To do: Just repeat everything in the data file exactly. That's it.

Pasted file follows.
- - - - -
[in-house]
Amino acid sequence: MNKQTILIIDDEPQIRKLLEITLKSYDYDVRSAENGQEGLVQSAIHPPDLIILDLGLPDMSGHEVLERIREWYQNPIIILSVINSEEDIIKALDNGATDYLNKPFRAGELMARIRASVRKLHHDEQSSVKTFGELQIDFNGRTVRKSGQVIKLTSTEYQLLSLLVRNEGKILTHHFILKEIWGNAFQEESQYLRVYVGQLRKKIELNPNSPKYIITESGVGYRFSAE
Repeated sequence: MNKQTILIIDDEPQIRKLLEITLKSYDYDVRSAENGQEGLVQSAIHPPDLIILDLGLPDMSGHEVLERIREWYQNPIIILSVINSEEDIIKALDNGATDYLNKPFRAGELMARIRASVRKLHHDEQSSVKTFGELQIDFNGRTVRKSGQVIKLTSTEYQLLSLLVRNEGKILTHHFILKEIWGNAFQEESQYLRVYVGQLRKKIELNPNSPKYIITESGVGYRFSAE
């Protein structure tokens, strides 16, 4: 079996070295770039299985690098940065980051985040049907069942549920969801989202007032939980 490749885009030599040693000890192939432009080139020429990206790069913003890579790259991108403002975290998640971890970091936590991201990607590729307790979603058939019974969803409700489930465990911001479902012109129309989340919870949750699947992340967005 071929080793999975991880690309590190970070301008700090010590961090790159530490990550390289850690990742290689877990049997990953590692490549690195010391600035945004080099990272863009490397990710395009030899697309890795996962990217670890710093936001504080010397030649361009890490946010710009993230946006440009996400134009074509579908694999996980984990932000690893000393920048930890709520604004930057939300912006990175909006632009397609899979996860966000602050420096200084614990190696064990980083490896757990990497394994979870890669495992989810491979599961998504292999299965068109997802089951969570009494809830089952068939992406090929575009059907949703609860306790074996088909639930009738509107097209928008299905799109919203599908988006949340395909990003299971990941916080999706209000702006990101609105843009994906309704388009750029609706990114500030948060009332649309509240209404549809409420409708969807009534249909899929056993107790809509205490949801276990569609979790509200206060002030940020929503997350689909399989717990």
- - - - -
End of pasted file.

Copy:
[in-house]
Amino acid sequence: MNKQTILIIDDEPQIRKLLEITLKSYDYDVRSAENGQEGLVQSAIHPPDLIILDLGLPDMSGHEVLERIREWYQNPIIILSVINSEEDIIKALDNGATDYLNKPFRAGELMARIRASVRKLHHDEQSSVKTFGELQIDFNGRTVRKSGQVIKLTSTEYQLLSLLVRNEGKILTHHFILKEIWGNAFQEESQYLRVYVGQLRKKIELNPNSPKYIITESGVGYRFSAE
Repeated sequence: MNKQTILIIDDEPQIRKLLEITLKSYDYDVRSAENGQEGLVQSAIHPPDLIILDLGLPDMSGHEVLERIREWYQNPIIILSVINSEEDIIKALDNGATDYLNKPFRAGELMARIRASVRKLHHDEQSSVKTFGELQIDFNGRTVRKSGQVIKLTSTEYQLLSLLVRNEGKILTHHFILKEIWGNAFQEESQYLRVYVGQLRKKIELNPNSPKYIITESGVGYRFSAE
């Protein structure tokens, strides 16, 4: 079996070295770039299985690098940065980051985040049907069942549920969801989202007032939980 490749885009030599040693000890192939432009080139020429990206790069913003890579790259991108403002975290998640971890970091936590991201990607590729307790979603058939019974969803409700489930465990911001479902012109129309989340919870949750699947992340967005 071929080793999975991880690309590190970070301008700090010590961090790159530490990550390289850690990742290689877990049997990953590692490549690195010391600035945004080099990272863009490397990710395009030899697309890795996962990217670890710093936001504080010397030649361009890490946010710009993230946006440009996400134009074509579908694999996980984990932000690893000393920048930890709520604004930057939300912006990175909006632009397609899979996860966000602050420096200084614990190696064990980083490896757990990497394994979870890669495992989810491979599961998504292999299965068109997802089951969570009494809830089952068939992406090929575009059907949703609860306790074996088909639930009738509107097209928008299905799109919203599908988006949340395909990003299971990941916080999706209000702006990101609105843009994906309704388009750029609706990114500030948060009332649309509240209404549809409420409708969807009534249909899929056993107790809509205490949801276990569609979790509200206060002030940020929503997350689909399989717990």